The economics of modern biotechnology in agriculture presents a fascinating picture of why technology is the engine that drives prosperity. To understand the economic importance of modern biotech-derived crops (or GM crops), I will draw a comparative analysis of agri-production between Kenya and the United States. The US is a leading cultivator of GM crops with over 95 percent adoption, and has prioritized market access for agri-biotech products. Maize is the most cultivated biotech crop covering close to half of the country’s biotech area. This has positioned the country as one of the leading producers of maize globally.

A farmer in the US gets approximately 15 tons of maize per hectare. In Kenya, an average farmer harvests about four tons per hectare. The cost of production in the US is $146 per ton. Contrastingly, its costs over $370 to produce a ton of this crop in Kenya. A maize farmer in America makes a gross margin of approximately $1,061 whereas a Kenyan farmer shockingly records a loss of up to $362 a hectare! Kenyan farmers’ unending dependence on other sources for a living attests to this stark reality. In a nutshell, a US farmer is 400% more productive than a Kenyan farmer.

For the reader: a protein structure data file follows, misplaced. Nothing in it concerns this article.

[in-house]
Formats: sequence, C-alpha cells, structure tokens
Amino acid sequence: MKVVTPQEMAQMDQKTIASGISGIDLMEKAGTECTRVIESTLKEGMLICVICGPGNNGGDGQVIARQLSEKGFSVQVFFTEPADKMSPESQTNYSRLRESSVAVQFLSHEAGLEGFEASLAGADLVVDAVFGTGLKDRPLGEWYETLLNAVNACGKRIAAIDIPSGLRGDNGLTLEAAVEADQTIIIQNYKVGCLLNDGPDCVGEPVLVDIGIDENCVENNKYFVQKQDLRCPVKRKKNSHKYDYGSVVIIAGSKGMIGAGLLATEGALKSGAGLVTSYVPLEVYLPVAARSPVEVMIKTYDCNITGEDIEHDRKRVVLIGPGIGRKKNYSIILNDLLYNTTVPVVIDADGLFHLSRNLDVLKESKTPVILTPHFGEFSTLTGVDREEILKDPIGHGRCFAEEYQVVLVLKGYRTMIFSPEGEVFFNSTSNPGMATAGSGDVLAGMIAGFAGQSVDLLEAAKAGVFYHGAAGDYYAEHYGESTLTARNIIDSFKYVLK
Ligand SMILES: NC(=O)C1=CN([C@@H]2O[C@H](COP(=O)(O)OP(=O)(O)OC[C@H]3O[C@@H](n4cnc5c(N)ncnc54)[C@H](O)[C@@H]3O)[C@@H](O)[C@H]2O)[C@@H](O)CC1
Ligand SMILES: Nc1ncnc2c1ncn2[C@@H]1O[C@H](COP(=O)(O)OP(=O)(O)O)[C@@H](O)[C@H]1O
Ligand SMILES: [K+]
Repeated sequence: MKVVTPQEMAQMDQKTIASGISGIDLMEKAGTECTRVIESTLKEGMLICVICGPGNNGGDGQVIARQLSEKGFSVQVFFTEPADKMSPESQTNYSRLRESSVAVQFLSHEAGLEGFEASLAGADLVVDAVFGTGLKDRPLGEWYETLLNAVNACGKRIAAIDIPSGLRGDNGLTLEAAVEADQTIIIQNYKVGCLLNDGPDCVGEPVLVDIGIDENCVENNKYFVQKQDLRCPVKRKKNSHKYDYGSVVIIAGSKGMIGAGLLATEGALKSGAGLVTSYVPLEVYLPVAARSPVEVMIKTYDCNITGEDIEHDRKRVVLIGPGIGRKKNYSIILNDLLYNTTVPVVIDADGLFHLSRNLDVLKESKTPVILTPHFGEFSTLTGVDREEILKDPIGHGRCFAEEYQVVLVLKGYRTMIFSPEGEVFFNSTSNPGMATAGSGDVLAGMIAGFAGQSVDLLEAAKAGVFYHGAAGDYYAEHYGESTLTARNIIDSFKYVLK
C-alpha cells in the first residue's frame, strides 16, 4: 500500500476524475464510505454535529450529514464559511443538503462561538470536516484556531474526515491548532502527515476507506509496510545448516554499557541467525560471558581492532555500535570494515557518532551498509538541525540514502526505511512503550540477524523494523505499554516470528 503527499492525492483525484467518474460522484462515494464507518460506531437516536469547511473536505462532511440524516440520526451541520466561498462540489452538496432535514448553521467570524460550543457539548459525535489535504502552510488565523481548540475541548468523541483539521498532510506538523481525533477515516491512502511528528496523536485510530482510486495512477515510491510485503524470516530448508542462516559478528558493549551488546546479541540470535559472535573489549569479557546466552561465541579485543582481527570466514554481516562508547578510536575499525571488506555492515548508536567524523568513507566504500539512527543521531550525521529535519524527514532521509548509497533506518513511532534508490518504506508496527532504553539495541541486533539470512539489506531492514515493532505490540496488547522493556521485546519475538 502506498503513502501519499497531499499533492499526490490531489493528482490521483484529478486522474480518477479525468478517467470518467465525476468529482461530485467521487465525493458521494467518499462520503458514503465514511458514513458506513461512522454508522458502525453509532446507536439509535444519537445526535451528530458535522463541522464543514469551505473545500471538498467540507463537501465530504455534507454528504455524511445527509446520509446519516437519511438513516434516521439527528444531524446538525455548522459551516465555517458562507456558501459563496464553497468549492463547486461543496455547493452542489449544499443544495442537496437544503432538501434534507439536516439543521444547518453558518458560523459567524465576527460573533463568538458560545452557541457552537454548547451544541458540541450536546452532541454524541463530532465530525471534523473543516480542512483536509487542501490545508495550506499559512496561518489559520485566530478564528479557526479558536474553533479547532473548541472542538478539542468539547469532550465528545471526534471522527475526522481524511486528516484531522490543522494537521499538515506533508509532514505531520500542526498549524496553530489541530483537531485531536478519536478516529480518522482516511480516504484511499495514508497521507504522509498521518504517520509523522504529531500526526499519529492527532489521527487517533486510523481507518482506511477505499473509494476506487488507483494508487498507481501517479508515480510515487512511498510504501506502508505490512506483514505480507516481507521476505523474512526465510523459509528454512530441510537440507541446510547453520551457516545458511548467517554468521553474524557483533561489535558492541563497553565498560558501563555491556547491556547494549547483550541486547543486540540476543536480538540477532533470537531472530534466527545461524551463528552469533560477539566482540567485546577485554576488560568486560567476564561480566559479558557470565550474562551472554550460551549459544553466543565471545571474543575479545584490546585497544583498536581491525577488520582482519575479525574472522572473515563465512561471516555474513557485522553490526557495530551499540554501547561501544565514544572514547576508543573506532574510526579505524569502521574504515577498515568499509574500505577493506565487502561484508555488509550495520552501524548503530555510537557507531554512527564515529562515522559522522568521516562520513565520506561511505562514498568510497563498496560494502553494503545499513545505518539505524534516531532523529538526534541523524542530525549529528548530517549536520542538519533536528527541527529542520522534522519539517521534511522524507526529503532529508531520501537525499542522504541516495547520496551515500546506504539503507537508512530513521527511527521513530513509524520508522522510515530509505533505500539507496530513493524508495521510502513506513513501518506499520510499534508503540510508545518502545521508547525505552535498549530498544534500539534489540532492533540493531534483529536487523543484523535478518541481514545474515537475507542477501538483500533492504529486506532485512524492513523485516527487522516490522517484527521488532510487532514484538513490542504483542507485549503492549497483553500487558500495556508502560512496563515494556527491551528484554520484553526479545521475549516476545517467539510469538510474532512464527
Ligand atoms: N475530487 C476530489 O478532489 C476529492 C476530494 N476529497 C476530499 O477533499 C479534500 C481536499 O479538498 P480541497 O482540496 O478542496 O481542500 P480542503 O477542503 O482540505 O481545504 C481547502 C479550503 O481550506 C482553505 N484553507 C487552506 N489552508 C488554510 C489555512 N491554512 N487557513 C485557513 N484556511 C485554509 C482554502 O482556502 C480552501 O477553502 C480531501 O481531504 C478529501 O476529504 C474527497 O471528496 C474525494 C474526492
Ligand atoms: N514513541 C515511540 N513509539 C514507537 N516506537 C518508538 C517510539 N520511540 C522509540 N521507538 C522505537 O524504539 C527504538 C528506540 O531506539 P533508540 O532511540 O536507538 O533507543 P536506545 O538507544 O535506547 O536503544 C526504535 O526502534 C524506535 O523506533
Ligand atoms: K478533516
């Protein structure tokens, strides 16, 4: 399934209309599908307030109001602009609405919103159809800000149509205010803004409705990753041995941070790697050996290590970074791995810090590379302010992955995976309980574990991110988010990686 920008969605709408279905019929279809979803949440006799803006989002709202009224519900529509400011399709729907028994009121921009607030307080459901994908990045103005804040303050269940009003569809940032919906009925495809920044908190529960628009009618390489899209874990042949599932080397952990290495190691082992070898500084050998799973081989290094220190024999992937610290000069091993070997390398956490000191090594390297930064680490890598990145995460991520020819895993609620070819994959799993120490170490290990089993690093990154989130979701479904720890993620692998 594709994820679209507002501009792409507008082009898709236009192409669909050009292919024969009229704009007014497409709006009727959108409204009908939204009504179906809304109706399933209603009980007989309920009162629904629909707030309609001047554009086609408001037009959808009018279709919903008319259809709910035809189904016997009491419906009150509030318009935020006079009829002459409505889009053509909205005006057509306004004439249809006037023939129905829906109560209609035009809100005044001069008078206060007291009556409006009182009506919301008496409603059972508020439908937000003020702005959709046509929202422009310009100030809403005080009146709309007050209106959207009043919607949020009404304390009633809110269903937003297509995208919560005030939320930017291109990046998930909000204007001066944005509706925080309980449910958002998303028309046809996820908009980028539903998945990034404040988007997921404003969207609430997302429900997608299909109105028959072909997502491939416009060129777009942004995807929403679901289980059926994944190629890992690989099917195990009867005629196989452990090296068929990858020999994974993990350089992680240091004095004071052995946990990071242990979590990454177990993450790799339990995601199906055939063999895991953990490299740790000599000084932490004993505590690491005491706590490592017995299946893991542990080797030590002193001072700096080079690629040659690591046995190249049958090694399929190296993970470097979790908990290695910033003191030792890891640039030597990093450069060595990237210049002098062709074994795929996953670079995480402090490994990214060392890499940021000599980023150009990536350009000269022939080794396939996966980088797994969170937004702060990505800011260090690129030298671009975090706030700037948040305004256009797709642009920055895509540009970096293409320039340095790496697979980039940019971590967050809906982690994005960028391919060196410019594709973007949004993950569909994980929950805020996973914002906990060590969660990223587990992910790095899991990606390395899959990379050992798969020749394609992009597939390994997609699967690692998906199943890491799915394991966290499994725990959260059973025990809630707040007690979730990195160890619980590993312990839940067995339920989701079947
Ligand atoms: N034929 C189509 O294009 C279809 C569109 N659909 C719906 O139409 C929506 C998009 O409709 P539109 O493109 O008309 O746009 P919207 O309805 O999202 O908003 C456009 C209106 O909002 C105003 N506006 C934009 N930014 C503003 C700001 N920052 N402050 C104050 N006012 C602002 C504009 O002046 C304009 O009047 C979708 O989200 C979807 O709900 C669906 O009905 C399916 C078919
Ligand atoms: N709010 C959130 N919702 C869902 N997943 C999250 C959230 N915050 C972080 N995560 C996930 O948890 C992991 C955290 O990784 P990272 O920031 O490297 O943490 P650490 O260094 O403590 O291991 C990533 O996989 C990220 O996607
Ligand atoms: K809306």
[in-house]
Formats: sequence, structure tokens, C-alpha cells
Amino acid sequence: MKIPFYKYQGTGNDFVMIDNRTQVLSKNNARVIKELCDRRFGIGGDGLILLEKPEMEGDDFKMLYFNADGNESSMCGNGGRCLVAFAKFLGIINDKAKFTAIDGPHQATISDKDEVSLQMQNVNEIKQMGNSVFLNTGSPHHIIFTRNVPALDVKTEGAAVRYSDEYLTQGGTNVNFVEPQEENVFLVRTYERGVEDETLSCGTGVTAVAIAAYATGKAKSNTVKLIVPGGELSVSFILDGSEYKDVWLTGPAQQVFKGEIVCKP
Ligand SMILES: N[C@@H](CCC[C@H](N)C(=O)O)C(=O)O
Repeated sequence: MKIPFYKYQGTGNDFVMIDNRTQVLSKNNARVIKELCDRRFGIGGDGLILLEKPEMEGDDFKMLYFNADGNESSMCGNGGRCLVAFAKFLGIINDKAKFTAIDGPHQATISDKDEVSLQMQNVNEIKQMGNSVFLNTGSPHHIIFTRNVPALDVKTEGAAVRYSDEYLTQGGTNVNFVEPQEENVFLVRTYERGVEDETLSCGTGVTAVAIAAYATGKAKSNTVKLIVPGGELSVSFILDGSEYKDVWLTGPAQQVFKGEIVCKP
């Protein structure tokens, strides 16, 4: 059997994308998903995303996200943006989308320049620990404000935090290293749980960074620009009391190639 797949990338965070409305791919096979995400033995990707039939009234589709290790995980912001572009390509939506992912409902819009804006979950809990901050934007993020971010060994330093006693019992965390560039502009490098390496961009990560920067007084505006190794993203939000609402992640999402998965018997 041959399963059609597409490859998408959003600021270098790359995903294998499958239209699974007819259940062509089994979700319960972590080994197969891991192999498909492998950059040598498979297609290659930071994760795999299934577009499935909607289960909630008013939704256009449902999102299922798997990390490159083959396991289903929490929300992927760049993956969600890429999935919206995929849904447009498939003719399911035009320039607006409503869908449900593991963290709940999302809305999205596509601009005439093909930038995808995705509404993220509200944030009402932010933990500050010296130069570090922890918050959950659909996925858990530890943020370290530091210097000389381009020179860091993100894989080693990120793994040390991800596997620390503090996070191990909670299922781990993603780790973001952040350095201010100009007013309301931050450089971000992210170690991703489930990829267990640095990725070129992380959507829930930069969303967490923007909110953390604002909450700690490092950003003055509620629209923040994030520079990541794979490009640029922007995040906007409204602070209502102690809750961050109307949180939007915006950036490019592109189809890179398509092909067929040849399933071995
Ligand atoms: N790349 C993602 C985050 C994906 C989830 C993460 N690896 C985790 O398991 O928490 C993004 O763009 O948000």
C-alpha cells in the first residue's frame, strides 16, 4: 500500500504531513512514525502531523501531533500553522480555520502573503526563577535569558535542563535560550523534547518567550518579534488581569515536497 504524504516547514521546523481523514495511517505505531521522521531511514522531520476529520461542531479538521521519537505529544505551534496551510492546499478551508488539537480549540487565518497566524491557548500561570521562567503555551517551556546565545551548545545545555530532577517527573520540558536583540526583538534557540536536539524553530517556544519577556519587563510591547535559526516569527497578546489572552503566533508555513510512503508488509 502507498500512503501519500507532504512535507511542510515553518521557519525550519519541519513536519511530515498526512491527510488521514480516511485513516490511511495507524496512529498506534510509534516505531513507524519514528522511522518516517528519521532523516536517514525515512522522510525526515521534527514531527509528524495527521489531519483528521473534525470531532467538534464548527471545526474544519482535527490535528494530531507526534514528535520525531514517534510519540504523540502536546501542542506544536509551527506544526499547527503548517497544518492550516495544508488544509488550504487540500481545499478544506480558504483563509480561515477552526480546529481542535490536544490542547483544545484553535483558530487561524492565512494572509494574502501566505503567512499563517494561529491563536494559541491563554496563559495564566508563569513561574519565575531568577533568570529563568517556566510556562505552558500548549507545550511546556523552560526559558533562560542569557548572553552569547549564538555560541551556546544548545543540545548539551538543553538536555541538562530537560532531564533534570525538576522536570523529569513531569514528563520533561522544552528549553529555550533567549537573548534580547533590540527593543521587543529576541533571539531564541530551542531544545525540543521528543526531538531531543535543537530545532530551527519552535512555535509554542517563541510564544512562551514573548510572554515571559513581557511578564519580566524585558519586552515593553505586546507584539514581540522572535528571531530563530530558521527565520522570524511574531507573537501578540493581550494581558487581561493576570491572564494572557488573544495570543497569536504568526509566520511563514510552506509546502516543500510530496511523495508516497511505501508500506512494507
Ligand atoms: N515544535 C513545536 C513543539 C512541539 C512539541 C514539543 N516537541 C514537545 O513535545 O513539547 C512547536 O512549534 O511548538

But the million dollar question is why are Kenyan farmers unproductive? I examine the leading factors responsible for this situation.

At Kenya’s independence in 1963, the country’s population was 8.9 million people. By 1970, the population was 11 million, 23.7 million by 1990, 42 million by 2010 and more than 55 million by 2021. This means in 58 years, Kenyan population has increased six-fold. Ceteris paribus, the country’s population is projected to hit 67 million by 2030. Sadly, the area under agricultural production in the country has constantly been declining as the population soars.

The rising population has caused socio-economic disruptions with challenges such as unemployment and rising rural poverty fuelling rural-urban migration thus increased urbanization. This, in effect, has led to conversion of prime agricultural land into giant housing structures inspired by the thriving real estate sub-sector. The continued resizing of arable land, coupled with poor farming practices, has drastically plummeted production.